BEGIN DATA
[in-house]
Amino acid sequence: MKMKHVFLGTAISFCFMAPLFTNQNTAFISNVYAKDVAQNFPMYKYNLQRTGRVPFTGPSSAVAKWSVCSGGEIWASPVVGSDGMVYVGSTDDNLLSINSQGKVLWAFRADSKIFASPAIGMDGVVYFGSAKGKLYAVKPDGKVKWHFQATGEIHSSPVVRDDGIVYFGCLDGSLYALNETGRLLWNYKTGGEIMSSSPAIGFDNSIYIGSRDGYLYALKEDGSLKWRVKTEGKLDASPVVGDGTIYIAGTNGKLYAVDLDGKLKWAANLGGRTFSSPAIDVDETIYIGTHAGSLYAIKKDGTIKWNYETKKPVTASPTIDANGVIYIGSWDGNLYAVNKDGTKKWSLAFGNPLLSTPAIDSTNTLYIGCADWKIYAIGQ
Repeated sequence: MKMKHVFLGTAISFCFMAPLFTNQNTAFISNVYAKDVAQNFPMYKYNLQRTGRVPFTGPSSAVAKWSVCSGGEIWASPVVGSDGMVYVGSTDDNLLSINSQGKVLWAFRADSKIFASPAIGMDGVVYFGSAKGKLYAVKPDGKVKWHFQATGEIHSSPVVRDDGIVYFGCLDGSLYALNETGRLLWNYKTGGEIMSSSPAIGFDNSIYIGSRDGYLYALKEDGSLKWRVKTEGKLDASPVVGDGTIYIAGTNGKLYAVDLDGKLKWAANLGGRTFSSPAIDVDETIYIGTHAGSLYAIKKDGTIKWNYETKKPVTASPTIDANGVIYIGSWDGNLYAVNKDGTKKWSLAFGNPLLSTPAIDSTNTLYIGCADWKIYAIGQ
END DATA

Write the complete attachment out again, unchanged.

[in-house]
Amino acid sequence: MKMKHVFLGTAISFCFMAPLFTNQNTAFISNVYAKDVAQNFPMYKYNLQRTGRVPFTGPSSAVAKWSVCSGGEIWASPVVGSDGMVYVGSTDDNLLSINSQGKVLWAFRADSKIFASPAIGMDGVVYFGSAKGKLYAVKPDGKVKWHFQATGEIHSSPVVRDDGIVYFGCLDGSLYALNETGRLLWNYKTGGEIMSSSPAIGFDNSIYIGSRDGYLYALKEDGSLKWRVKTEGKLDASPVVGDGTIYIAGTNGKLYAVDLDGKLKWAANLGGRTFSSPAIDVDETIYIGTHAGSLYAIKKDGTIKWNYETKKPVTASPTIDANGVIYIGSWDGNLYAVNKDGTKKWSLAFGNPLLSTPAIDSTNTLYIGCADWKIYAIGQ
Repeated sequence: MKMKHVFLGTAISFCFMAPLFTNQNTAFISNVYAKDVAQNFPMYKYNLQRTGRVPFTGPSSAVAKWSVCSGGEIWASPVVGSDGMVYVGSTDDNLLSINSQGKVLWAFRADSKIFASPAIGMDGVVYFGSAKGKLYAVKPDGKVKWHFQATGEIHSSPVVRDDGIVYFGCLDGSLYALNETGRLLWNYKTGGEIMSSSPAIGFDNSIYIGSRDGYLYALKEDGSLKWRVKTEGKLDASPVVGDGTIYIAGTNGKLYAVDLDGKLKWAANLGGRTFSSPAIDVDETIYIGTHAGSLYAIKKDGTIKWNYETKKPVTASPTIDANGVIYIGSWDGNLYAVNKDGTKKWSLAFGNPLLSTPAIDSTNTLYIGCADWKIYAIGQ